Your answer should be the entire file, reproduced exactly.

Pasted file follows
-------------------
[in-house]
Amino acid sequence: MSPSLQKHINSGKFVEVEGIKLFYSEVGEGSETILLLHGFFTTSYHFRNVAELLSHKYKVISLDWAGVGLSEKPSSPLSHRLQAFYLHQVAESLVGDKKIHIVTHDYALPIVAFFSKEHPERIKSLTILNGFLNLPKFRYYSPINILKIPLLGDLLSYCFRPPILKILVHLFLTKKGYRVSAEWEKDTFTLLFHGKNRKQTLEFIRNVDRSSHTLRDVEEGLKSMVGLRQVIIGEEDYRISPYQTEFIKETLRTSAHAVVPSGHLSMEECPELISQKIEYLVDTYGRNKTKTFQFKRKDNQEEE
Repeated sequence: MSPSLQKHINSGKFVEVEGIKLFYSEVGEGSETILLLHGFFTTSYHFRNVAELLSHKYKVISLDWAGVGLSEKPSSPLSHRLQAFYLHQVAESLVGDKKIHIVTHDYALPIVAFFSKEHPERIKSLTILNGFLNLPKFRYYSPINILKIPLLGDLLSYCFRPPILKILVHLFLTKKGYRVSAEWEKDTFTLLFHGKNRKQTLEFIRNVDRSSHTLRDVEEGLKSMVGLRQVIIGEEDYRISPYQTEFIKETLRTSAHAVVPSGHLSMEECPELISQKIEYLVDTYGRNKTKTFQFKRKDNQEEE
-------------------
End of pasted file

[in-house]
Amino acid sequence: MSPSLQKHINSGKFVEVEGIKLFYSEVGEGSETILLLHGFFTTSYHFRNVAELLSHKYKVISLDWAGVGLSEKPSSPLSHRLQAFYLHQVAESLVGDKKIHIVTHDYALPIVAFFSKEHPERIKSLTILNGFLNLPKFRYYSPINILKIPLLGDLLSYCFRPPILKILVHLFLTKKGYRVSAEWEKDTFTLLFHGKNRKQTLEFIRNVDRSSHTLRDVEEGLKSMVGLRQVIIGEEDYRISPYQTEFIKETLRTSAHAVVPSGHLSMEECPELISQKIEYLVDTYGRNKTKTFQFKRKDNQEEE
Repeated sequence: MSPSLQKHINSGKFVEVEGIKLFYSEVGEGSETILLLHGFFTTSYHFRNVAELLSHKYKVISLDWAGVGLSEKPSSPLSHRLQAFYLHQVAESLVGDKKIHIVTHDYALPIVAFFSKEHPERIKSLTILNGFLNLPKFRYYSPINILKIPLLGDLLSYCFRPPILKILVHLFLTKKGYRVSAEWEKDTFTLLFHGKNRKQTLEFIRNVDRSSHTLRDVEEGLKSMVGLRQVIIGEEDYRISPYQTEFIKETLRTSAHAVVPSGHLSMEECPELISQKIEYLVDTYGRNKTKTFQFKRKDNQEEE